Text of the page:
We can’t blame Caltrans for everything when our own house is clearly not in order.



Carl May makes some really good points.  If you go back and read the history and all the studies you will come to many of the same conclusion he has.  Taking a hard look at the documents it’s obvious CalTrans has never wanted to admit that Dr. Hovland or others had a viable option in dewatering.  Dewatering is not in CalTrans’s solution space.  CalTrans is not an evil empire.  CalTrans had/has a technical bias against anything that touches on dewatering the slide, because they were attempting to fund the tunnel. That technical bias at CalTrans was in play in April 2006 when there were heavy cumulative rains on the slide.

I agree completely we do not have our act together on the Coastside in terms of governance.  This was a regional problem.

I missed the MCC meeting, but saw your excellent recording.  I attended the Pacifica City Council and HMB City Council meeting with CalTrans.  At Pacifica, many Coastsiders showed up and gave CalTrans and earful.  When the Pacifica Council members asked direct questions, CalTrans was not forthcoming with answers.  I got the sense the Pacifica City Council was uncomfortable with what they were hearing from CalTrans.  Five weeks into the closure, at HMB Council meeting, the Council was clearly in bed with CalTrans.  What actually happened?

I never heard that the Pacifica City Council, Supervisor Gordon, the MCC and the HMB City council ever all sat down together with CalTrans.  If you followed CalTrans from meeting to meeting and saw the same slick CalTrans presentation evolve and saw the same direct questions deflected again and again, I think you would have had a different opinion of CalTrans.  CalTrans was slick and Mr. Wilcox was part of the campaign for the “big project.”  To be fair, most of the citizens effected were busy coping with the closure. There were only a handfull of us that made all the meetings. CalTrans shuttled from stake holder to stake holder and sold their “big project”.  If CalTrans had their eyes open, they would have realized it was fairly easy to exploit devisive issues like the right turn signal on N.B. Highway 1 and signal timing.  Our local officials were out manuevered, abdicated responsibility and squabbled over traffic signals. Five weeks into the closure it was pretty clear CalTrans was in control of the political situation.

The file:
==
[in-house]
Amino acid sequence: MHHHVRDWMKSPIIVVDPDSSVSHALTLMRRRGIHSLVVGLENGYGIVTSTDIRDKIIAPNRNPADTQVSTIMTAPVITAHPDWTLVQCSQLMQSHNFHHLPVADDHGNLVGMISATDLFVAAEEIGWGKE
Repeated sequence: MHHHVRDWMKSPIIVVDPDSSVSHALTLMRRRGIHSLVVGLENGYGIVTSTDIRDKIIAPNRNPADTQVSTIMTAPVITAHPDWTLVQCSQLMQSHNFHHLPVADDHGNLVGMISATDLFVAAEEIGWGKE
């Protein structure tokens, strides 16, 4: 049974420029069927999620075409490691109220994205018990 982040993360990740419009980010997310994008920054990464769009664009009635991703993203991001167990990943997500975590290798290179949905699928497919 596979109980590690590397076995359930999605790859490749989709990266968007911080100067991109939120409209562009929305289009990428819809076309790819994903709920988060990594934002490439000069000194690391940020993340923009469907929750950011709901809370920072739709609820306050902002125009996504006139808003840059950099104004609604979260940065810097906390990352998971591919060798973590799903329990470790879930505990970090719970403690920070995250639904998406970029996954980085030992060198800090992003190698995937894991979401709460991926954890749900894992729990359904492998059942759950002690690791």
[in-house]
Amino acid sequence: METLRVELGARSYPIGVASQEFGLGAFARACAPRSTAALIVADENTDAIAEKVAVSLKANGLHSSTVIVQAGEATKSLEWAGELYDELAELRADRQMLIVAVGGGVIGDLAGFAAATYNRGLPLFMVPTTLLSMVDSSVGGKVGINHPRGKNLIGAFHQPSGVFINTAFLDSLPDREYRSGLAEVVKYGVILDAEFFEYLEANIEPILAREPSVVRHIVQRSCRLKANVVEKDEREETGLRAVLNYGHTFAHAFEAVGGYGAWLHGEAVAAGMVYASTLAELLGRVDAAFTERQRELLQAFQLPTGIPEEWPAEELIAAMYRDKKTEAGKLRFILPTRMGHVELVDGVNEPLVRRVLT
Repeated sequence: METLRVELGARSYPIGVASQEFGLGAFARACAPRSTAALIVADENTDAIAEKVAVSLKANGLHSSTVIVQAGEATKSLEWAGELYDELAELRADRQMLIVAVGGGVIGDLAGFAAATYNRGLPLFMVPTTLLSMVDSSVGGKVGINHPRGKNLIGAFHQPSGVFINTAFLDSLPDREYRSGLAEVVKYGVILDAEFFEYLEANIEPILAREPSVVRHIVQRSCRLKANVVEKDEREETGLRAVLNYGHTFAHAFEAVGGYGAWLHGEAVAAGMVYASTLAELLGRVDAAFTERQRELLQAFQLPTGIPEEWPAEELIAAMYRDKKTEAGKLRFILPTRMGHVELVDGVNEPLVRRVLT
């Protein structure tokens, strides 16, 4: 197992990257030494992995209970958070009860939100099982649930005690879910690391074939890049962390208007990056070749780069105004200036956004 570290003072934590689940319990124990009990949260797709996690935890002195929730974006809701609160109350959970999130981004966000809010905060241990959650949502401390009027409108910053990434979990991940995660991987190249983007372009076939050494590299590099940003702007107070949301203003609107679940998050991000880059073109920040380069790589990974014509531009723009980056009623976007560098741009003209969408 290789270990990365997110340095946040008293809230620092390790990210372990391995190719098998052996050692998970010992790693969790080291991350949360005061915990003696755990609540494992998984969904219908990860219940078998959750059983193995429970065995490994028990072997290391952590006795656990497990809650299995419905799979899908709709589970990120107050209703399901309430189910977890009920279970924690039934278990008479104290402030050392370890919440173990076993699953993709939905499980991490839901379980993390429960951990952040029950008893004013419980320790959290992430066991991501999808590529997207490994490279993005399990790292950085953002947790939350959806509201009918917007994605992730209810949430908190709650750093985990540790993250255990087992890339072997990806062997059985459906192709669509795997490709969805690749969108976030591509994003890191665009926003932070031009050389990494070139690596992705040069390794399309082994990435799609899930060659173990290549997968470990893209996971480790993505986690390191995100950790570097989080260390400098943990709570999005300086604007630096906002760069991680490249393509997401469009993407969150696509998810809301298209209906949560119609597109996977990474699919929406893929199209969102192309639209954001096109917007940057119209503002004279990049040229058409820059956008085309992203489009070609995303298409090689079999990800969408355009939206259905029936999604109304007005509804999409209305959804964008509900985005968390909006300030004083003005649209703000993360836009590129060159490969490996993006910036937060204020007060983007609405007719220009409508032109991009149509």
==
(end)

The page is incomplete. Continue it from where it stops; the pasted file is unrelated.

Next time, I’d suggest a public REQUIREMENTS meeting days after the incident, after an initial assessment is made.  The future meeting should be held on a Saturday in a large venue on the Coastside or Pacifica.  It should include Pacifica City Council, HMB City Council, MCC, two SMC Supervisors and CalTrans to represent the interests of statewide stake holders. Let the public comment go on for hours, let everyone have a say.  Then, let our regional officials and CalTrans close public debate and deliberate IN PUBLIC to provide a consensus set of requirements to CalTrans, before anyone goes home.

CalTrans’ feeble attempt to explain “why can’t a bridge be built?” falls flat, contrary to Darin’s implication:

Before this video was published on Coastsider there were all sorts of demands by frustrated coastsiders, wondering why a bridge could not be built,

I submit that we have 100-150 feet of engineering that proves that a bridge could have been and still could be built.  Just drive the road past the repair and note how short the repair is.  Now notice how—outside of the very short slide zone—the roadway remains solid and much higher than the now-depressed slide zone which has gotten to the point of being like an amusement park roller-coaster the way that CalTrans just lets it keep sinking.  Apparently, many people think that the slide area is the whole mountain.  It’s not—it’s basically just the part where they bolted the concrete barrier to the side of the mountain with long bolts/cables into the solid part of the mountain.